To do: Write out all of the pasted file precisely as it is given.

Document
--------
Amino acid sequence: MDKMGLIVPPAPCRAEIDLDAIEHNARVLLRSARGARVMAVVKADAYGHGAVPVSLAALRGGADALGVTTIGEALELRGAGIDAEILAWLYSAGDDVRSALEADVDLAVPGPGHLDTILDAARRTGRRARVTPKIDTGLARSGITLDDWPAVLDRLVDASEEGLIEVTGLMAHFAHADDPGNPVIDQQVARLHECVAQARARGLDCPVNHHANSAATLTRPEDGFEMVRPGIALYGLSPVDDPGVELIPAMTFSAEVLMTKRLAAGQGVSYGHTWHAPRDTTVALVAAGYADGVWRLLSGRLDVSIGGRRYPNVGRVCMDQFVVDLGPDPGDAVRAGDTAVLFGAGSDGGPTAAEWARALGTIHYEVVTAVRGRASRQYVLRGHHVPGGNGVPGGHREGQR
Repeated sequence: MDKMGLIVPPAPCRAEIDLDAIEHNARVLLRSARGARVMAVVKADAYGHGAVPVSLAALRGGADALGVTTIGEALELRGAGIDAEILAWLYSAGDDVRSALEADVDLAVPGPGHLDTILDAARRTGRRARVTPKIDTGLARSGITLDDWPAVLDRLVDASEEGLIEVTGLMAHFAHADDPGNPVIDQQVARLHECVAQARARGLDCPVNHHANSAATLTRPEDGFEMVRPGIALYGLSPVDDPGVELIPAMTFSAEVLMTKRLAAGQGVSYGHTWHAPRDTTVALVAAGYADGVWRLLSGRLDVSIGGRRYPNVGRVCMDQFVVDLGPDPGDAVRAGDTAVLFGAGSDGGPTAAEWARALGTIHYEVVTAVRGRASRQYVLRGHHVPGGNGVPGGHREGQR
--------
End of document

Amino acid sequence: MDKMGLIVPPAPCRAEIDLDAIEHNARVLLRSARGARVMAVVKADAYGHGAVPVSLAALRGGADALGVTTIGEALELRGAGIDAEILAWLYSAGDDVRSALEADVDLAVPGPGHLDTILDAARRTGRRARVTPKIDTGLARSGITLDDWPAVLDRLVDASEEGLIEVTGLMAHFAHADDPGNPVIDQQVARLHECVAQARARGLDCPVNHHANSAATLTRPEDGFEMVRPGIALYGLSPVDDPGVELIPAMTFSAEVLMTKRLAAGQGVSYGHTWHAPRDTTVALVAAGYADGVWRLLSGRLDVSIGGRRYPNVGRVCMDQFVVDLGPDPGDAVRAGDTAVLFGAGSDGGPTAAEWARALGTIHYEVVTAVRGRASRQYVLRGHHVPGGNGVPGGHREGQR
Repeated sequence: MDKMGLIVPPAPCRAEIDLDAIEHNARVLLRSARGARVMAVVKADAYGHGAVPVSLAALRGGADALGVTTIGEALELRGAGIDAEILAWLYSAGDDVRSALEADVDLAVPGPGHLDTILDAARRTGRRARVTPKIDTGLARSGITLDDWPAVLDRLVDASEEGLIEVTGLMAHFAHADDPGNPVIDQQVARLHECVAQARARGLDCPVNHHANSAATLTRPEDGFEMVRPGIALYGLSPVDDPGVELIPAMTFSAEVLMTKRLAAGQGVSYGHTWHAPRDTTVALVAAGYADGVWRLLSGRLDVSIGGRRYPNVGRVCMDQFVVDLGPDPGDAVRAGDTAVLFGAGSDGGPTAAEWARALGTIHYEVVTAVRGRASRQYVLRGHHVPGGNGVPGGHREGQR